As you can see in the picture, the winds in Saturn's upper atmosphere can become hurricane. They can reach 1,800 kilometers per hour, and combine with the heat that is generated inside the planet. This photograph was captured by NASA's Cassini space probe in April 2013. It is a giant hurricane revolving around the north pole of Saturn.
Thanks to the material sent by the Casini probe, scientists were able to verify that the eye of the hurricane is about 2,000 kilometers wide. That is, its size is 20 times larger than the eye of a hurricane on Earth. The bright clouds seen at the edges of this hurricane travel at a speed of 530 kilometers per hour.
These were the statements of Andrew Ingersoll, a member of the California Institute of Technology in Pasadera: "We made a double take when we saw this vortex, because it looks a lot like the hurricanes that are registered here on Earth. But Saturn's is a a much larger scale, and somehow receives small amounts of water vapor from Saturn's hydrogen atmosphere. "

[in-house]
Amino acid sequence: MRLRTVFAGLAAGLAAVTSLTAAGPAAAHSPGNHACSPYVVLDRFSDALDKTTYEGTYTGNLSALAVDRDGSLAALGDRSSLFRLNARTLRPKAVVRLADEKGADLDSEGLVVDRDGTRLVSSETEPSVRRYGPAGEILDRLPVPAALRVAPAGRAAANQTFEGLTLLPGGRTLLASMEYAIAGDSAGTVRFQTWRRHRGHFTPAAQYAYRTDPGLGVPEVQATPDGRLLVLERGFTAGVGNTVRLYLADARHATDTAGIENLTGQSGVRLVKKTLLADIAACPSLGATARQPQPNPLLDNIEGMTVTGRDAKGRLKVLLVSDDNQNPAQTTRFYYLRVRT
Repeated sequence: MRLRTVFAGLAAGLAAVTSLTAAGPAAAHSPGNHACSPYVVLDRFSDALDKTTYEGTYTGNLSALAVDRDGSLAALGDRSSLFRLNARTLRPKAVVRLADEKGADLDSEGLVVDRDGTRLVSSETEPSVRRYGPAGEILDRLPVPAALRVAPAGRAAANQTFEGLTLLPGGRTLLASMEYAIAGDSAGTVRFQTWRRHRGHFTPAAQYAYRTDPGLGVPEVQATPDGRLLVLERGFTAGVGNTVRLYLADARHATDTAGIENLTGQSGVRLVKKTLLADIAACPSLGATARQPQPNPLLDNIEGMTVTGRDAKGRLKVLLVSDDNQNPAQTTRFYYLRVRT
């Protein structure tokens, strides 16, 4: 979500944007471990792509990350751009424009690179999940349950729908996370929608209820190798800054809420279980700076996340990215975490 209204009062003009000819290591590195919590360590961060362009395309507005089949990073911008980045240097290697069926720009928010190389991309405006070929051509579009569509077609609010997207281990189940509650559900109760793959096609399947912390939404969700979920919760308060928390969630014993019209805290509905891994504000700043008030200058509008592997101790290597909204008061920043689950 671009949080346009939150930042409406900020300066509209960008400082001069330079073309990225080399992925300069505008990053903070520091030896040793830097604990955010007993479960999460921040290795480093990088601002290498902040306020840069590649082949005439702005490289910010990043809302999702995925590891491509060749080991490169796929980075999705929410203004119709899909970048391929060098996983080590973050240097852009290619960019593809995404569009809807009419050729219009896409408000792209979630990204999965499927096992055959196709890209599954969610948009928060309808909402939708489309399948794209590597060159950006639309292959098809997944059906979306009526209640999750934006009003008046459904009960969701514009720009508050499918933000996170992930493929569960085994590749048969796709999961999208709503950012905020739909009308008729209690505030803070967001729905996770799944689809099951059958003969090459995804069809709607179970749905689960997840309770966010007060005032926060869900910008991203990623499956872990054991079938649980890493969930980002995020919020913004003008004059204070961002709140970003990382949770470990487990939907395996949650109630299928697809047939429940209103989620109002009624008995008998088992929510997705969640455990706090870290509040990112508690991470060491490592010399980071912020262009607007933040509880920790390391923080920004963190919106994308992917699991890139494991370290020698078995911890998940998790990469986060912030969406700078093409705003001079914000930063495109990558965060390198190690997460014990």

Today, scientists continue to study this hurricane, in order to better understand those that occur on Earth. Terrestrial hurricanes feed on ocean water, but on Saturn there is no water near those high clouds in the atmosphere. Saturn's storms are supplied with water vapor, and all this information can help to know more about how hurricanes are generated and maintained on our planet.
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